Student paramedics from the University of Huddersfield are set to gain invaluable experience thanks to a new partnership with North Yorkshire Fire and Rescue Service (NYFRS).

Students recently visited the training centre at Easingwold in North Yorkshire to take part in a road traffic collision simulation exercise, where they worked alongside trainee firefighters under supervision from experienced paramedics and firefighters.

The highly realistic scenario involved wrecked vehicles flipped onto their sides or left upside down, with mannequins and actors playing the roles of those trapped inside. The emergency services assessed the stability of the vehicles, before Huddersfield’s student paramedics began to apply their learning in a real-world situation.

The day at Easingwold followed soon after students took part in a major incident mock-up on campus inside the university’s Institute of Rail Research (IRR), and more emergency placements with NYFRS are set to take place throughout 2022.

“The purpose of the visit to Easingwold was to provide realism for something that we cannot replicate in the classroom,” says paramedic science lecturer Ash Scaife. “It’s another level from talking about injuries and extrication, to working in a mangled car. It was a highly-realistic scenario where the students worked alongside multiple agencies.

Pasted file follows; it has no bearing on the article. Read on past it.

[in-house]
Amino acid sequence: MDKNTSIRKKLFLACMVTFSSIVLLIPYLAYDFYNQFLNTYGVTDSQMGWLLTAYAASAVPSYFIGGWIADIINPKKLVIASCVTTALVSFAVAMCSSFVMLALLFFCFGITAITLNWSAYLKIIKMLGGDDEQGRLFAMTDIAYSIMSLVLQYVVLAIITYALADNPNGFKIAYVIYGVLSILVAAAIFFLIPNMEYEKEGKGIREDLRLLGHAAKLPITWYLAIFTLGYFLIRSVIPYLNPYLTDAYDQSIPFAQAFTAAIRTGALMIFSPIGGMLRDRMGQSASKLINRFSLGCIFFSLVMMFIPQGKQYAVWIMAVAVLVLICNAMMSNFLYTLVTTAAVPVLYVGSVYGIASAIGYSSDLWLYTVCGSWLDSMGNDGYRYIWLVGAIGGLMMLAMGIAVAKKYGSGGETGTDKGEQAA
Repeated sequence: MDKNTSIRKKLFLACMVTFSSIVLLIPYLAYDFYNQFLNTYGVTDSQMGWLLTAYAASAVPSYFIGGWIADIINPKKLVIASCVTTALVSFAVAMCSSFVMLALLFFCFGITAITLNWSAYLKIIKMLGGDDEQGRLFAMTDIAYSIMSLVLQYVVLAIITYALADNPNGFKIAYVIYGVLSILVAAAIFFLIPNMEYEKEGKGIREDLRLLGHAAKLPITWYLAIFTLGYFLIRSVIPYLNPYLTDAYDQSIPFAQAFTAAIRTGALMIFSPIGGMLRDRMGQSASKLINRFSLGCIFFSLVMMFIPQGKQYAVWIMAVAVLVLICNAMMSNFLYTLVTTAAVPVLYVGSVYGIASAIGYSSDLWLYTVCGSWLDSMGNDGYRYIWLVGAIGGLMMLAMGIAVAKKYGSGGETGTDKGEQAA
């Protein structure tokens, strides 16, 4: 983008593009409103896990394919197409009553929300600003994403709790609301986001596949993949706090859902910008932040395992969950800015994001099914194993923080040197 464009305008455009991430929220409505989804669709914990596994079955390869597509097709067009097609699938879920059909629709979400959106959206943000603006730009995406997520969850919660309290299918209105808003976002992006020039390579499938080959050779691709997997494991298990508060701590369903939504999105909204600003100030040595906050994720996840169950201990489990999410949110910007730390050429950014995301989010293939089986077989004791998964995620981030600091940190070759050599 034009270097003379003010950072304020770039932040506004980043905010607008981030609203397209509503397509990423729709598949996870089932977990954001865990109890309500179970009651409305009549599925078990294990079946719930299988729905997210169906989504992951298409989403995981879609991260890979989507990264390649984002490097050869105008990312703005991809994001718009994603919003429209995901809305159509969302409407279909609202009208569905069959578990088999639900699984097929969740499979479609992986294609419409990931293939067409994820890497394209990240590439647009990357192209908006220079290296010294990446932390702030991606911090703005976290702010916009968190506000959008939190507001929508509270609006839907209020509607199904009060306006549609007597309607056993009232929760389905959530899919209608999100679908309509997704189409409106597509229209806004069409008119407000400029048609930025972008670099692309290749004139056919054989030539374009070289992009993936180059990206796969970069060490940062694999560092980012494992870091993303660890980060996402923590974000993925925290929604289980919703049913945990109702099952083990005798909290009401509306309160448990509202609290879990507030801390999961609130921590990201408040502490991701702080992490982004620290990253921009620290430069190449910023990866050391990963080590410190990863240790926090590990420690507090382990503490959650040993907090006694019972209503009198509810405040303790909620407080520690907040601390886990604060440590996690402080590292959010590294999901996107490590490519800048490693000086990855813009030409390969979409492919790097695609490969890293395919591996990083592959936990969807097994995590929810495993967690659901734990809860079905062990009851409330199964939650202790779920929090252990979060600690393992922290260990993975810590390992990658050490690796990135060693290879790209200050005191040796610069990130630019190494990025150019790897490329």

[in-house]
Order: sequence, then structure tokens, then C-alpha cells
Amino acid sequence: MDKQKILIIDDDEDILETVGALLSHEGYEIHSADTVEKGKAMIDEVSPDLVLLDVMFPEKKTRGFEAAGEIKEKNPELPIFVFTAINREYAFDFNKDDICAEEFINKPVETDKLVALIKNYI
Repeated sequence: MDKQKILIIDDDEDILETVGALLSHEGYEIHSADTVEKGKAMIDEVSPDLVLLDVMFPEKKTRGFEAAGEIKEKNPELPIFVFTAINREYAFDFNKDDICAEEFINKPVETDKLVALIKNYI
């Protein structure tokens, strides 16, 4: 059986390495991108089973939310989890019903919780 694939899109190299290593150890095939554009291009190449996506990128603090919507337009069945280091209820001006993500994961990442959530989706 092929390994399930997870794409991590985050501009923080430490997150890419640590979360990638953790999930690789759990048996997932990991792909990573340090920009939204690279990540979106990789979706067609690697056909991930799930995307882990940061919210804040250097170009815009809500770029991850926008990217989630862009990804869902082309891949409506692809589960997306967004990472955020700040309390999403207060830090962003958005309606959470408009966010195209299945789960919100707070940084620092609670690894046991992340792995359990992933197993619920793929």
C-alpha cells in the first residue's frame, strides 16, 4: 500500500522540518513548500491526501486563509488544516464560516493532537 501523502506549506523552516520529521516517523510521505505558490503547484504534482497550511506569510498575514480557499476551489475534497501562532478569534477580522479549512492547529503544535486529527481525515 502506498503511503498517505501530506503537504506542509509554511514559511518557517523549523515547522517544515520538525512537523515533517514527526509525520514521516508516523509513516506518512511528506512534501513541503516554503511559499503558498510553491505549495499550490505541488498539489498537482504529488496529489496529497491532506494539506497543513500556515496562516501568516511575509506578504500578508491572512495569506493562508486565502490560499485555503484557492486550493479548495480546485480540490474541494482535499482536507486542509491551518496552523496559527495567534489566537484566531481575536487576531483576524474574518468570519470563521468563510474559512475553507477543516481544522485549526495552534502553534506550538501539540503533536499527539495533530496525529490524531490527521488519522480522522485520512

“It’s very rare to get the chance to experience this kind of scenario. The multiple voices, the noise, having to make emergency decisions – you cannot replicate that in a classroom.

“It was great to see a real exchange of knowledge between our students and the rescue services, it was not just a one-way situation. It was an opportunity to understand the different working practices of each agency and learn how to communicate effectively in a potentially stressful environment.”

Stuart Simpson, the head of operational training for NYFRS, said “The involvement of the student paramedics enhances the training that we can offer our firefighters, and makes our training scenarios even more realistic.

“Having direct access to medical skill and knowledge allows us to discuss and develop our extrication techniques, further improving our casualty care.”

School director of external engagement, Dr Leanne Monchuk, said: “This is a new and exciting partnership that has provided excellent learning and knowledge exchange opportunities for everyone involved.

“I’d like to thank colleagues at North Yorkshire Fire and Rescue for planning and facilitating the day, and we look forward to developing this partnership further.”